Henk Medema

Why God was an Author, but Jesus was not: thoughts on orality and literacy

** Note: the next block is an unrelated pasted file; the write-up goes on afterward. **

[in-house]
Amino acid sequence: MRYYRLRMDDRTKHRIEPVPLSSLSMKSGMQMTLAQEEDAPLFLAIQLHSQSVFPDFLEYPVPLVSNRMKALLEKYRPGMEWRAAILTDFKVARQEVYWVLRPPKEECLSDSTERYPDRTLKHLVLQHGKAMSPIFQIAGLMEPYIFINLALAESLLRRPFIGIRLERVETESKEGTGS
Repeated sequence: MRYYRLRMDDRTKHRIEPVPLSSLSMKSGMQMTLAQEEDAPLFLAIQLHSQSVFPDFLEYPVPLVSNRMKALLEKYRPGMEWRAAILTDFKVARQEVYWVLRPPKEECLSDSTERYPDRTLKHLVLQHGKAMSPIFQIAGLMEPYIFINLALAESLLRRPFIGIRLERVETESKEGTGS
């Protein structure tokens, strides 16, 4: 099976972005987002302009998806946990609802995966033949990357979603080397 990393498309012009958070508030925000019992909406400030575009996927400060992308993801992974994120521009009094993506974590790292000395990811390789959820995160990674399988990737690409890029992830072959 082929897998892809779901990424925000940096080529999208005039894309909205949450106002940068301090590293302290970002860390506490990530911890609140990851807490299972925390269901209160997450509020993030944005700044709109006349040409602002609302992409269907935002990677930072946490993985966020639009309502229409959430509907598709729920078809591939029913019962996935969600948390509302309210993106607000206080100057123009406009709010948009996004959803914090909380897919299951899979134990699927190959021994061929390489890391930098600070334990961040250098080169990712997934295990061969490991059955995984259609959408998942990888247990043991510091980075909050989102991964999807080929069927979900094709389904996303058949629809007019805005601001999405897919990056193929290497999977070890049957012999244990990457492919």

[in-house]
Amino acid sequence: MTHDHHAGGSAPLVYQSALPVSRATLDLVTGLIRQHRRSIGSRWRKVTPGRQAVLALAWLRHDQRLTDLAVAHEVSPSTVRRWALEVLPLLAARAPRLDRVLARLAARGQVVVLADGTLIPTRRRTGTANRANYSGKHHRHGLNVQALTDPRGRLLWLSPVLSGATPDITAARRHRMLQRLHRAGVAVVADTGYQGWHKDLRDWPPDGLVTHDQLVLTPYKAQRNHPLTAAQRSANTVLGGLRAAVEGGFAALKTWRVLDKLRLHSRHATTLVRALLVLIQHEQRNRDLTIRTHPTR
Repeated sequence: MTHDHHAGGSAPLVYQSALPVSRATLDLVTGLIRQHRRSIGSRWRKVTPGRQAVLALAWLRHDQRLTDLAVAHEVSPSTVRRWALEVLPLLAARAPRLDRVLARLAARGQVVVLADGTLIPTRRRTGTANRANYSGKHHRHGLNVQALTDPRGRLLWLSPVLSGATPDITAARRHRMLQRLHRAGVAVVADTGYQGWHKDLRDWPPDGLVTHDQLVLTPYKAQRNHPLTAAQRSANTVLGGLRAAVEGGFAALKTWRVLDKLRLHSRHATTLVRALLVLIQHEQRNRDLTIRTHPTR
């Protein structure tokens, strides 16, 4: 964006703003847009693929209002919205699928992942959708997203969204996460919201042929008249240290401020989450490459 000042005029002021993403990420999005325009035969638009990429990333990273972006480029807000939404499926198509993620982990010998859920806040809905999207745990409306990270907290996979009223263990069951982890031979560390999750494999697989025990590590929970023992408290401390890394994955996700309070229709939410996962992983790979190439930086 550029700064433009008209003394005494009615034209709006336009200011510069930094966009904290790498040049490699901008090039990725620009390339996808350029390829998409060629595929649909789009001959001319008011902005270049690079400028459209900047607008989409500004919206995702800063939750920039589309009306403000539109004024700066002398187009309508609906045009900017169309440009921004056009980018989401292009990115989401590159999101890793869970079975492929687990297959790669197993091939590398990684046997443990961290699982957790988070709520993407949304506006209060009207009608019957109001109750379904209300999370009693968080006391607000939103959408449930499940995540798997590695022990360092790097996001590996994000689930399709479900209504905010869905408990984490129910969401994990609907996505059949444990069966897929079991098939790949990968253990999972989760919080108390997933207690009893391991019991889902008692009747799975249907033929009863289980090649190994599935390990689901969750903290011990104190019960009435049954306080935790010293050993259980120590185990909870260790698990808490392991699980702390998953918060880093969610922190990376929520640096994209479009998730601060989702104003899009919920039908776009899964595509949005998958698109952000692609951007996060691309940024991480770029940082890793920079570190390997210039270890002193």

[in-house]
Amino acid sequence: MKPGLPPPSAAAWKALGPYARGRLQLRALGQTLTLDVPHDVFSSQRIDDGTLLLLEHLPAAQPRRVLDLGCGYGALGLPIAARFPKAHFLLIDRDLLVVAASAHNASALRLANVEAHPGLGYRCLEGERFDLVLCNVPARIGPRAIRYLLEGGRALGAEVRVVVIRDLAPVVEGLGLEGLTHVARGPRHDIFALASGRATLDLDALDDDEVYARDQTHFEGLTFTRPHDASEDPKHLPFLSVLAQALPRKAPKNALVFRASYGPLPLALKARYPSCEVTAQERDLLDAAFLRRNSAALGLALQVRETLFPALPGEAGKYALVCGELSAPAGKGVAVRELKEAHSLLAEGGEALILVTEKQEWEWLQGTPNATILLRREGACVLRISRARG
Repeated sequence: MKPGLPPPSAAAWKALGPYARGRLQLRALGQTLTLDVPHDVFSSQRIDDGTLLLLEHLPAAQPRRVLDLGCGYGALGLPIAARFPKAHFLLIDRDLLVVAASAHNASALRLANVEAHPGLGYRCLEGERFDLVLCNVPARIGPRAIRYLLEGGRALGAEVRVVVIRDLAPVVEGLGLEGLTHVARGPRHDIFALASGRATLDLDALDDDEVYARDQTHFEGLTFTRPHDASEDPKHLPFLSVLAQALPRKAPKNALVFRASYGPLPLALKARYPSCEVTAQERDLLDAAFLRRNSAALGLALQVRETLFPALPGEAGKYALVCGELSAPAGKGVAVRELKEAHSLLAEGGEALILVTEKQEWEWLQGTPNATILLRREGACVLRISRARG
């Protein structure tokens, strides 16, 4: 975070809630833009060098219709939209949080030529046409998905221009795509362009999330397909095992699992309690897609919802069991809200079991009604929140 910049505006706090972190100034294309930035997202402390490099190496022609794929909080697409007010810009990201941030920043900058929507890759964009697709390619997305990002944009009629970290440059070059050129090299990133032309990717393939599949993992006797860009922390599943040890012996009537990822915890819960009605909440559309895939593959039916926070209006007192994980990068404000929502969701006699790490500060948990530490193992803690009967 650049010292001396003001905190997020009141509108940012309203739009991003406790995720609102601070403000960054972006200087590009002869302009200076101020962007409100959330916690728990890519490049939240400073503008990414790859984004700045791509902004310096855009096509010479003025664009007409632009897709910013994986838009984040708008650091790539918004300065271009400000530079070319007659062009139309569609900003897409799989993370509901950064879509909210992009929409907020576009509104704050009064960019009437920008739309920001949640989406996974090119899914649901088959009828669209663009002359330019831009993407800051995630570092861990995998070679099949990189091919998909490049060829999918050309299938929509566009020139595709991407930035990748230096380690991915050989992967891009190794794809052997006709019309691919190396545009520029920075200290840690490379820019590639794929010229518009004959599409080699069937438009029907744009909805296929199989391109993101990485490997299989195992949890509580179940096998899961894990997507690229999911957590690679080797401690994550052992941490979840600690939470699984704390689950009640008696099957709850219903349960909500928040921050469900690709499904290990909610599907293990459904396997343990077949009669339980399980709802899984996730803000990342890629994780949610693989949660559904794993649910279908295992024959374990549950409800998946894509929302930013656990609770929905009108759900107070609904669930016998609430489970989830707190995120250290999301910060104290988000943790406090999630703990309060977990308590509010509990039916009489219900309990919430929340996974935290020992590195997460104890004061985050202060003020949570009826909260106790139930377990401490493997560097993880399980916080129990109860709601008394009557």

As a publisher and author, I continue to marvel about the phenomenon of writing. What is the advantage of literacy above orality? Or the other way around? Why is Christianity (with Judaism and Islam) a religion of the Book, the written Word? Or is it at all, if we realise that for so many centuries until Gutenberg most Christians did not have any Bible at their disposal? Starting from the other side is René Munnik, who in a recent paper (Radix 36, p.91ff) connect writing with the power of self-revelation. The enormous advantage of JHWH, he says, in comparison to other gods in the Middle East or even in Greek or Roman culture, was that they were analphabetic. JHWH was using writing skills from the moment on that His people began to be able to read. This was a turning point of the history of revelation: a God who could write, and indeed wrote the Ten Words on tablets of stone, while Moses was looking. We are living through a new turning point in times, with new media coming up – and let’s not just think of the computer age, or indeed Web 2.0., but new media started already to appear in the 19th century: photography, the phonogram. Munnik suggests that literal Text, after the first new media came up, lost its role as a vessel of sheer information, which other media could fulfil as well, and better. Written, literal text became fixed expression of lingual meanings (Munnik, 97). This has been worked out by Walter J. Ong, in his 1988 book Orality and Literacy: The Technologizing of the Word. But there is a lot more reason to take a fresh look into the topic, now that the social media are emerging in an unprecedented way. Where does that bring us? What are the opportunities and challenges of this new development? I suggests it is in conversations which affect people, as contrasted with the letter of the law which condems people. And that these conversations, if used in a creative way, have the potential to recover the lost art of story-tellling, lost for such a long time since the age of orality. This needs a lot of elaborating, but let’s just take a look at Jesus. We have no written words from His pen, not even one. But Jesus does not refrain from writing for being analphabetic. He is fully aware of what literacy means. He speaks about tittle or iota of the Law. He commences His bar-mitzwa by cross-questioning the scribes in the temple about written Torah. He starts His ministry by publicly reading the Word in the synagogue of Nazareth. Yet there is only once situation in which we find Him writing: John 8, in the presence of an adulterous woman and the champions of the written Law who wanted to stone her. Jesus wants a sinner to be alive. So He purposely and expressly refrains from writing anything in stone, but He writes in the dust, with the deep desire to write His own person into her heart and into her life. External words are not His ways: it is from deep within that He wants to reval Himself to a convicted sinner. Speaking into her heart and situation, He wants to develop His story within her story. How do I know that this was what Jesus had in mind? Of course, I am well aware of the exegetical perplexity of this paragraph, as well as of the problems of textual criticism surrounding it. But I think that the words of Paul in 2 Corinthians 3 are helping us here. Under the old covenant, JHWH wrote His commandments by His own finger on tablets of stones. Under the new covenant, it is the Spirit who writes the person of Christ in our hearts. Of Shakespeare or Plato we know next to nothing but of the corpus of their writings. But the God and Father of our Lord Jesus Christ is not content unless He is able to write His Son into our lives, by His Spirit, in order to make us a message from Him that everybody can read.

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